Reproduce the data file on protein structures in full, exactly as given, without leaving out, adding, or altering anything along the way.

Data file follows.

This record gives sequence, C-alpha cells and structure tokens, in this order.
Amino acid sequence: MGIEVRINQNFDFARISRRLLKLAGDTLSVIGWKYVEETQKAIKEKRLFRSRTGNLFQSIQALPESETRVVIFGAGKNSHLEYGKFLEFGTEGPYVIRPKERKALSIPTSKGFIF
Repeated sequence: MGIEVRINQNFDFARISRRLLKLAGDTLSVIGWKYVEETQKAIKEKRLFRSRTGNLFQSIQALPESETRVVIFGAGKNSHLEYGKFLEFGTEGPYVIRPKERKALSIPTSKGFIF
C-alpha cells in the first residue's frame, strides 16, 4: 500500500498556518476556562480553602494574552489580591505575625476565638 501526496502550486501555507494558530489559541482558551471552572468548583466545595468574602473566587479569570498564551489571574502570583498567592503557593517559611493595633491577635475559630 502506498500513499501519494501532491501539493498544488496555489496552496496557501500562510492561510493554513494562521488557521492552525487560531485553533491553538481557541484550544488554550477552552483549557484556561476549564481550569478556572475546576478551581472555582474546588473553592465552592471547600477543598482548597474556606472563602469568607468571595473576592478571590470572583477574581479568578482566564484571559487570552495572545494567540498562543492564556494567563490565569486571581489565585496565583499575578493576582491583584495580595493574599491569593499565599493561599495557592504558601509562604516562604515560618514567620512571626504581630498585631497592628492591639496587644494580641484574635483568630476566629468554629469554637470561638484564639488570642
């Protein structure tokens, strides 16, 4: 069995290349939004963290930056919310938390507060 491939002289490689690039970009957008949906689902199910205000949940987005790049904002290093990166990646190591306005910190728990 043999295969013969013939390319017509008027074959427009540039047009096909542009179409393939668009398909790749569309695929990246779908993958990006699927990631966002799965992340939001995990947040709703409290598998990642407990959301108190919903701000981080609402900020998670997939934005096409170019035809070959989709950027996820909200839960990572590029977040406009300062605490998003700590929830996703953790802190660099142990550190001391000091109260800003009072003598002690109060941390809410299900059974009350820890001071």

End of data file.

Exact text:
This record gives sequence, C-alpha cells and structure tokens, in this order.
Amino acid sequence: MGIEVRINQNFDFARISRRLLKLAGDTLSVIGWKYVEETQKAIKEKRLFRSRTGNLFQSIQALPESETRVVIFGAGKNSHLEYGKFLEFGTEGPYVIRPKERKALSIPTSKGFIF
Repeated sequence: MGIEVRINQNFDFARISRRLLKLAGDTLSVIGWKYVEETQKAIKEKRLFRSRTGNLFQSIQALPESETRVVIFGAGKNSHLEYGKFLEFGTEGPYVIRPKERKALSIPTSKGFIF
C-alpha cells in the first residue's frame, strides 16, 4: 500500500498556518476556562480553602494574552489580591505575625476565638 501526496502550486501555507494558530489559541482558551471552572468548583466545595468574602473566587479569570498564551489571574502570583498567592503557593517559611493595633491577635475559630 502506498500513499501519494501532491501539493498544488496555489496552496496557501500562510492561510493554513494562521488557521492552525487560531485553533491553538481557541484550544488554550477552552483549557484556561476549564481550569478556572475546576478551581472555582474546588473553592465552592471547600477543598482548597474556606472563602469568607468571595473576592478571590470572583477574581479568578482566564484571559487570552495572545494567540498562543492564556494567563490565569486571581489565585496565583499575578493576582491583584495580595493574599491569593499565599493561599495557592504558601509562604516562604515560618514567620512571626504581630498585631497592628492591639496587644494580641484574635483568630476566629468554629469554637470561638484564639488570642
């Protein structure tokens, strides 16, 4: 069995290349939004963290930056919310938390507060 491939002289490689690039970009957008949906689902199910205000949940987005790049904002290093990166990646190591306005910190728990 043999295969013969013939390319017509008027074959427009540039047009096909542009179409393939668009398909790749569309695929990246779908993958990006699927990631966002799965992340939001995990947040709703409290598998990642407990959301108190919903701000981080609402900020998670997939934005096409170019035809070959989709950027996820909200839960990572590029977040406009300062605490998003700590929830996703953790802190660099142990550190001391000091109260800003009072003598002690109060941390809410299900059974009350820890001071």